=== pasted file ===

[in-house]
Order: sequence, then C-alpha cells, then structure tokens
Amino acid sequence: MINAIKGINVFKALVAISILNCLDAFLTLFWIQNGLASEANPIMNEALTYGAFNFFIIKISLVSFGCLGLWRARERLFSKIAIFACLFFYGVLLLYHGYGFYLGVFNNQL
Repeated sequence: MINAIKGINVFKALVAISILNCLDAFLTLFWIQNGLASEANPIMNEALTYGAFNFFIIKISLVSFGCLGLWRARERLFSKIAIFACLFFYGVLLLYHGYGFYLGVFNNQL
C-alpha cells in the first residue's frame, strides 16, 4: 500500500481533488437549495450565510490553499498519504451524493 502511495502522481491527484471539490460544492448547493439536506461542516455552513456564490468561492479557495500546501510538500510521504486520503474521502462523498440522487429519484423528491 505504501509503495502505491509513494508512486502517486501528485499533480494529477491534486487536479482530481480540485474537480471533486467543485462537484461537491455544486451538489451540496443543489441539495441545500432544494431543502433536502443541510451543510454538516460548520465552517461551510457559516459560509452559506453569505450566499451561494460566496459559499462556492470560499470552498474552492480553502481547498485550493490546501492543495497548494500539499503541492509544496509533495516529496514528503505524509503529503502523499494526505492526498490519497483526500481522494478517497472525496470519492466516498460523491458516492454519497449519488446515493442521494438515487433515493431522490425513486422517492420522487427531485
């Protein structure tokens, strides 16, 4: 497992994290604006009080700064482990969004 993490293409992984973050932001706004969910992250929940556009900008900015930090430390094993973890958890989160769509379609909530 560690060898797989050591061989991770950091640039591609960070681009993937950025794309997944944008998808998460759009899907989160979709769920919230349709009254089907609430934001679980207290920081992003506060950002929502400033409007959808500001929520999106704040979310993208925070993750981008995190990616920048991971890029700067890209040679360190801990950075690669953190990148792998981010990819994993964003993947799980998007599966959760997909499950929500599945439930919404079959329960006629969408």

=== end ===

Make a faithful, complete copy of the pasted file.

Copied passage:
[in-house]
Order: sequence, then C-alpha cells, then structure tokens
Amino acid sequence: MINAIKGINVFKALVAISILNCLDAFLTLFWIQNGLASEANPIMNEALTYGAFNFFIIKISLVSFGCLGLWRARERLFSKIAIFACLFFYGVLLLYHGYGFYLGVFNNQL
Repeated sequence: MINAIKGINVFKALVAISILNCLDAFLTLFWIQNGLASEANPIMNEALTYGAFNFFIIKISLVSFGCLGLWRARERLFSKIAIFACLFFYGVLLLYHGYGFYLGVFNNQL
C-alpha cells in the first residue's frame, strides 16, 4: 500500500481533488437549495450565510490553499498519504451524493 502511495502522481491527484471539490460544492448547493439536506461542516455552513456564490468561492479557495500546501510538500510521504486520503474521502462523498440522487429519484423528491 505504501509503495502505491509513494508512486502517486501528485499533480494529477491534486487536479482530481480540485474537480471533486467543485462537484461537491455544486451538489451540496443543489441539495441545500432544494431543502433536502443541510451543510454538516460548520465552517461551510457559516459560509452559506453569505450566499451561494460566496459559499462556492470560499470552498474552492480553502481547498485550493490546501492543495497548494500539499503541492509544496509533495516529496514528503505524509503529503502523499494526505492526498490519497483526500481522494478517497472525496470519492466516498460523491458516492454519497449519488446515493442521494438515487433515493431522490425513486422517492420522487427531485
């Protein structure tokens, strides 16, 4: 497992994290604006009080700064482990969004 993490293409992984973050932001706004969910992250929940556009900008900015930090430390094993973890958890989160769509379609909530 560690060898797989050591061989991770950091640039591609960070681009993937950025794309997944944008998808998460759009899907989160979709769920919230349709009254089907609430934001679980207290920081992003506060950002929502400033409007959808500001929520999106704040979310993208925070993750981008995190990616920048991971890029700067890209040679360190801990950075690669953190990148792998981010990819994993964003993947799980998007599966959760997909499950929500599945439930919404079959329960006629969408």